Person:Katherine de Roët (1)

Catherine de Roët
b.25 Nov 1350 Hainaut, Belgium
  1. Phillipa de Roet1348 - 1387
  2. Catherine de Roët1350 - 1403
m. Bef Jan 1395/96
Facts and Events
Name Catherine de Roët
Alt Name Katherine de Roët, Duchess of Lancaster
Gender Female
Alt Birth? 1342 Rouet, Hérault, FranceCitation needed
Birth[2][3] 25 Nov 1350 Hainaut, Belgium
Marriage Bef Jan 1395/96 (her 1st husband; 1 son & 1 dau)
to Sir Hugh de Swynford, Kt.
Marriage Bet 13 Jan 1396 and 1397 Lincoln Cathedral, Lincoln, Lincolnshire, Englandto John of Gaunt, 1st Duke of Lancaster
Death[2][3] 10 May 1403 Lincoln, Lincolnshire, England
Burial[3] Lincoln Cathedral, Lincoln, Lincolnshire, England
DNA[8][9] 2013 \mtDNA haplotype J1c2c
Other? Kinship: Younger daughter and coheiress.
Other[5] Kinship: By second marriage, Duchess of Lancaster
Reference Number? Q259077?

the text in this section is copied from an article in Wikipedia

Katherine Swynford, Duchess of Lancaster (born Katherine de Roet, – 10 May 1403), also spelled Katharine or Catherine, was the third wife of John of Gaunt, Duke of Lancaster, a son of King Edward III. She had been the Duke's lover for many years before their marriage. The couple's children, born before the marriage, were later legitimised during the reign of the Duke's nephew, Richard II. When the Duke's son from his first marriage overthrew Richard, becoming Henry IV, he introduced a provision that neither they nor their descendants could ever claim the throne of England; however, the legitimacy for all rights was a parliamentary statute that Henry IV lacked the authority to amend.

Their descendants were members of the Beaufort family, which played a major role in the Wars of the Roses. Henry VII, who became King of England in 1485, derived his claim to the throne from his mother, Margaret Beaufort, who was a great-granddaughter of Gaunt and Swynford. His legal claim to the throne, therefore, was through a cognatic and previously illegitimate line. Henry's first action was to declare himself king "by right of conquest" retroactively from 21 August 1485, the day before his army defeated King Richard III at the Battle of Bosworth.

This page uses content from the English Wikipedia. The original content was at Katherine Swynford. The list of authors can be seen in the page history. As with WeRelate, the content of Wikipedia is available under the Creative Commons Attribution/Share-Alike License.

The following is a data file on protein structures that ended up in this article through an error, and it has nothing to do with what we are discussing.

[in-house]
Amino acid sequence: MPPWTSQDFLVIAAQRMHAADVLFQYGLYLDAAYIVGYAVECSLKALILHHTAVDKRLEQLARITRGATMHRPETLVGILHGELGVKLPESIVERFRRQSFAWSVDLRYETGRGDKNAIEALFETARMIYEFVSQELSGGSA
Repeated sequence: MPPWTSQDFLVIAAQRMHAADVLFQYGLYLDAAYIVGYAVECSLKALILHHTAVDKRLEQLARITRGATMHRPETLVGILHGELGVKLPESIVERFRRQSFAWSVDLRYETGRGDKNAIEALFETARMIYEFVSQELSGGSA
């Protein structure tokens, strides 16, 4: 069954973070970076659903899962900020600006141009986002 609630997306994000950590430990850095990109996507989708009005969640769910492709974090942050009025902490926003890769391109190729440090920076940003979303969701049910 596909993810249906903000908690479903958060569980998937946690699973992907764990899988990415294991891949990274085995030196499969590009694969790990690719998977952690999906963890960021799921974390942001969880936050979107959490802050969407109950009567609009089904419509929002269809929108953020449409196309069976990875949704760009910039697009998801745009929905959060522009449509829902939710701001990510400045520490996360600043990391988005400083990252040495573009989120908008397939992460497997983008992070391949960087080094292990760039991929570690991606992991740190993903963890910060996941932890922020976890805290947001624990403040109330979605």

1.   Wikipedia: The Free Encyclopedia
    Katherine Swynford.
  2. 2.0 2.1 Weis, Frederick Lewis; Walter Lee Sheppard; and David Faris. Ancestral roots of certain American colonists, who came to America before 1700: the lineage of Alfred the Great, Charlemagne, Malcolm of Scotland, Robert the Strong, and some of their descendants. (Baltimore, Maryland: Genealogical Pub. Co., 7th Edition c1992)
    p. 3 line 1:31.
  3. 3.0 3.1 3.2 Richardson, Douglas. Plantagenet ancestry : a study in colonial and medieval families. (Baltimore, Maryland: Genealogical Publishing Co Inc, c2004)
    p. 14 BEAUFORT:11, p. 204 LANCASTER:11.

    See also p. 15 BEAUFORT:10, p. 254 NEVILLE:10, p. 286 PLANTAGENET:12.iv, p. 291 POOLE:8

  4.   Cokayne, George Edward, and Vicary Gibbs; et al. The complete peerage of England, Scotland, Ireland, Great Britain and the United Kingdom, extant, extinct, or dormant [2nd ed.]. (London: St. Catherine Press, 1910-59)
    vol. 2 p. 52 fn. c.
  5. Richardson, Douglas. Plantagenet ancestry : a study in colonial and medieval families. (Baltimore, Maryland: Genealogical Publishing Co Inc, c2004)
    p. 428 LANCASTER:8.
  6.   Katherine de Roet Swynford, in Find A Grave.
  7.   Katherine Roët, in Lundy, Darryl. The Peerage: A genealogical survey of the peerage of Britain as well as the royal families of Europe.
  8. Ehrenberg, Rachel. A king's final hours, told by his mortal remains.
  9. University of Leicester. Family tree: Cecily Neville (1415-1495) Duchess of York.